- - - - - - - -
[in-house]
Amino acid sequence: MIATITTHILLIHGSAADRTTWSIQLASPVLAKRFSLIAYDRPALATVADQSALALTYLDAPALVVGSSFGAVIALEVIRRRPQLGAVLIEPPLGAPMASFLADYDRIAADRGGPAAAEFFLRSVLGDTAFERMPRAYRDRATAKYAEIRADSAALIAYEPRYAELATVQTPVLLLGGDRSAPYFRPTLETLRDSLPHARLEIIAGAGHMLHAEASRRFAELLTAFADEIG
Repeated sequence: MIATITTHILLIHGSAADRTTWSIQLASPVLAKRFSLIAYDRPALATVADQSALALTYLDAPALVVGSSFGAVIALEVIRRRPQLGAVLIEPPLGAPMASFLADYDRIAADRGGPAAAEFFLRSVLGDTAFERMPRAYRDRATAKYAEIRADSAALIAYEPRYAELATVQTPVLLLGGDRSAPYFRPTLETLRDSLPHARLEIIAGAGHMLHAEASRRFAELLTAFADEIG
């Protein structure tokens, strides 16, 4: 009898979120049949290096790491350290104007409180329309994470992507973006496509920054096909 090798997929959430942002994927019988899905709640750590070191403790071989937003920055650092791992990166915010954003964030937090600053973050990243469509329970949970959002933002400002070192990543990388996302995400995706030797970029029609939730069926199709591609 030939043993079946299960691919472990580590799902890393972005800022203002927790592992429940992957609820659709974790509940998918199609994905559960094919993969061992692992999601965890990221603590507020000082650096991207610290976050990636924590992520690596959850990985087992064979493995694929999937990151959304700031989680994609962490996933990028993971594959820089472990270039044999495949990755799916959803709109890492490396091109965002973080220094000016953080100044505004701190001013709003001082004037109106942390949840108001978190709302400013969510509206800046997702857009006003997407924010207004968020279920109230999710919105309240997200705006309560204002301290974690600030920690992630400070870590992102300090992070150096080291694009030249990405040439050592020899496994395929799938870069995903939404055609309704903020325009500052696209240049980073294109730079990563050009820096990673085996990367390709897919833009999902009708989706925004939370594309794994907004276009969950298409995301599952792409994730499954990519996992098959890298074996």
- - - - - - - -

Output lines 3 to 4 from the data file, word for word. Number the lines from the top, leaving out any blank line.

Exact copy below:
Repeated sequence: MIATITTHILLIHGSAADRTTWSIQLASPVLAKRFSLIAYDRPALATVADQSALALTYLDAPALVVGSSFGAVIALEVIRRRPQLGAVLIEPPLGAPMASFLADYDRIAADRGGPAAAEFFLRSVLGDTAFERMPRAYRDRATAKYAEIRADSAALIAYEPRYAELATVQTPVLLLGGDRSAPYFRPTLETLRDSLPHARLEIIAGAGHMLHAEASRRFAELLTAFADEIG
């Protein structure tokens, strides 16, 4: 009898979120049949290096790491350290104007409180329309994470992507973006496509920054096909 090798997929959430942002994927019988899905709640750590070191403790071989937003920055650092791992990166915010954003964030937090600053973050990243469509329970949970959002933002400002070192990543990388996302995400995706030797970029029609939730069926199709591609 030939043993079946299960691919472990580590799902890393972005800022203002927790592992429940992957609820659709974790509940998918199609994905559960094919993969061992692992999601965890990221603590507020000082650096991207610290976050990636924590992520690596959850990985087992064979493995694929999937990151959304700031989680994609962490996933990028993971594959820089472990270039044999495949990755799916959803709109890492490396091109965002973080220094000016953080100044505004701190001013709003001082004037109106942390949840108001978190709302400013969510509206800046997702857009006003997407924010207004968020279920109230999710919105309240997200705006309560204002301290974690600030920690992630400070870590992102300090992070150096080291694009030249990405040439050592020899496994395929799938870069995903939404055609309704903020325009500052696209240049980073294109730079990563050009820096990673085996990367390709897919833009999902009708989706925004939370594309794994907004276009969950298409995301599952792409994730499954990519996992098959890298074996």